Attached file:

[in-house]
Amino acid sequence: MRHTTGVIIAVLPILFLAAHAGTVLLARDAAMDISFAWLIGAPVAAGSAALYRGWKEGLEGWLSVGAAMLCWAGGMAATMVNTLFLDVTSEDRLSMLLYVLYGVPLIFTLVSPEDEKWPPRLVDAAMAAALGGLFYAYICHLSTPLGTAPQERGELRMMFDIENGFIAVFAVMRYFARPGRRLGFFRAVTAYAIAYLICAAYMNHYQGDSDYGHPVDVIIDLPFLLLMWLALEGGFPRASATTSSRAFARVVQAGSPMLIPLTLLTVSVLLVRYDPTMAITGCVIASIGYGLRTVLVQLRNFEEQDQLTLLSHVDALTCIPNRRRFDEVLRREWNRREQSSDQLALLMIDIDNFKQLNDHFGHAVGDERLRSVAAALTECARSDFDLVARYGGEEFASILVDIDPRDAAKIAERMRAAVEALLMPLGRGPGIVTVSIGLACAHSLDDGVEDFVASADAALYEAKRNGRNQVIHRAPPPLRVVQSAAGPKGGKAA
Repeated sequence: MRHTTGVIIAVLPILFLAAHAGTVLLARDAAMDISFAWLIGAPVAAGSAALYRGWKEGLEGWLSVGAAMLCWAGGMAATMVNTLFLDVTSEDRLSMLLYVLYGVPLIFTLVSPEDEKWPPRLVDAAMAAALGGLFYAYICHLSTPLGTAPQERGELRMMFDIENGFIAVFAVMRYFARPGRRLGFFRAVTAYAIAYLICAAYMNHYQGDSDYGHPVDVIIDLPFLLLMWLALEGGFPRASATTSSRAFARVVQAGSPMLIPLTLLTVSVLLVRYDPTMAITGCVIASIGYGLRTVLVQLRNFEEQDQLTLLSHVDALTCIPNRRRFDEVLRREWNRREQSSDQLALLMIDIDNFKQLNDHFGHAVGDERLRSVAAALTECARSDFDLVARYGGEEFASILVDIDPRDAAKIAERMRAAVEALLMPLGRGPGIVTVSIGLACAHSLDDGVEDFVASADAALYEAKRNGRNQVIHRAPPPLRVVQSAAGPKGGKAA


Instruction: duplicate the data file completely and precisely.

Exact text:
[in-house]
Amino acid sequence: MRHTTGVIIAVLPILFLAAHAGTVLLARDAAMDISFAWLIGAPVAAGSAALYRGWKEGLEGWLSVGAAMLCWAGGMAATMVNTLFLDVTSEDRLSMLLYVLYGVPLIFTLVSPEDEKWPPRLVDAAMAAALGGLFYAYICHLSTPLGTAPQERGELRMMFDIENGFIAVFAVMRYFARPGRRLGFFRAVTAYAIAYLICAAYMNHYQGDSDYGHPVDVIIDLPFLLLMWLALEGGFPRASATTSSRAFARVVQAGSPMLIPLTLLTVSVLLVRYDPTMAITGCVIASIGYGLRTVLVQLRNFEEQDQLTLLSHVDALTCIPNRRRFDEVLRREWNRREQSSDQLALLMIDIDNFKQLNDHFGHAVGDERLRSVAAALTECARSDFDLVARYGGEEFASILVDIDPRDAAKIAERMRAAVEALLMPLGRGPGIVTVSIGLACAHSLDDGVEDFVASADAALYEAKRNGRNQVIHRAPPPLRVVQSAAGPKGGKAA
Repeated sequence: MRHTTGVIIAVLPILFLAAHAGTVLLARDAAMDISFAWLIGAPVAAGSAALYRGWKEGLEGWLSVGAAMLCWAGGMAATMVNTLFLDVTSEDRLSMLLYVLYGVPLIFTLVSPEDEKWPPRLVDAAMAAALGGLFYAYICHLSTPLGTAPQERGELRMMFDIENGFIAVFAVMRYFARPGRRLGFFRAVTAYAIAYLICAAYMNHYQGDSDYGHPVDVIIDLPFLLLMWLALEGGFPRASATTSSRAFARVVQAGSPMLIPLTLLTVSVLLVRYDPTMAITGCVIASIGYGLRTVLVQLRNFEEQDQLTLLSHVDALTCIPNRRRFDEVLRREWNRREQSSDQLALLMIDIDNFKQLNDHFGHAVGDERLRSVAAALTECARSDFDLVARYGGEEFASILVDIDPRDAAKIAERMRAAVEALLMPLGRGPGIVTVSIGLACAHSLDDGVEDFVASADAALYEAKRNGRNQVIHRAPPPLRVVQSAAGPKGGKAA